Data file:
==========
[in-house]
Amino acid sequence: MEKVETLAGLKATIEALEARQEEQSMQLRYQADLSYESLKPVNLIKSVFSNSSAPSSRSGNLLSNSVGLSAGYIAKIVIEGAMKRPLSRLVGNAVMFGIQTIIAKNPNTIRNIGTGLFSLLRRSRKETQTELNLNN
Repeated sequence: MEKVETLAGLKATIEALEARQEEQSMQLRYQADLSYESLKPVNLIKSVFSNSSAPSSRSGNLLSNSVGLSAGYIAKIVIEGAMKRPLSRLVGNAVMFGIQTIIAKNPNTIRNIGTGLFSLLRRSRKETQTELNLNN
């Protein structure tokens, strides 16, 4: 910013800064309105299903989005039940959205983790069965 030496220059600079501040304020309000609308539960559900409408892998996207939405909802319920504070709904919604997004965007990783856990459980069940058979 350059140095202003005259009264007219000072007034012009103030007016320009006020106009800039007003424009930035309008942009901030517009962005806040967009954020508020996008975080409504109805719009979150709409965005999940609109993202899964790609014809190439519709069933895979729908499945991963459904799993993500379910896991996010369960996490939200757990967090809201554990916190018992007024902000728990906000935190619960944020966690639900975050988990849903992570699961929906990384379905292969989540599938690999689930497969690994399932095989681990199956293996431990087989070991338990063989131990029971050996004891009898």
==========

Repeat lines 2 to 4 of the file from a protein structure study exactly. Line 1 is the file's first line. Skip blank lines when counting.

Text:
Amino acid sequence: MEKVETLAGLKATIEALEARQEEQSMQLRYQADLSYESLKPVNLIKSVFSNSSAPSSRSGNLLSNSVGLSAGYIAKIVIEGAMKRPLSRLVGNAVMFGIQTIIAKNPNTIRNIGTGLFSLLRRSRKETQTELNLNN
Repeated sequence: MEKVETLAGLKATIEALEARQEEQSMQLRYQADLSYESLKPVNLIKSVFSNSSAPSSRSGNLLSNSVGLSAGYIAKIVIEGAMKRPLSRLVGNAVMFGIQTIIAKNPNTIRNIGTGLFSLLRRSRKETQTELNLNN
């Protein structure tokens, strides 16, 4: 910013800064309105299903989005039940959205983790069965 030496220059600079501040304020309000609308539960559900409408892998996207939405909802319920504070709904919604997004965007990783856990459980069940058979 350059140095202003005259009264007219000072007034012009103030007016320009006020106009800039007003424009930035309008942009901030517009962005806040967009954020508020996008975080409504109805719009979150709409965005999940609109993202899964790609014809190439519709069933895979729908499945991963459904799993993500379910896991996010369960996490939200757990967090809201554990916190018992007024902000728990906000935190619960944020966690639900975050988990849903992570699961929906990384379905292969989540599938690999689930497969690994399932095989681990199956293996431990087989070991338990063989131990029971050996004891009898």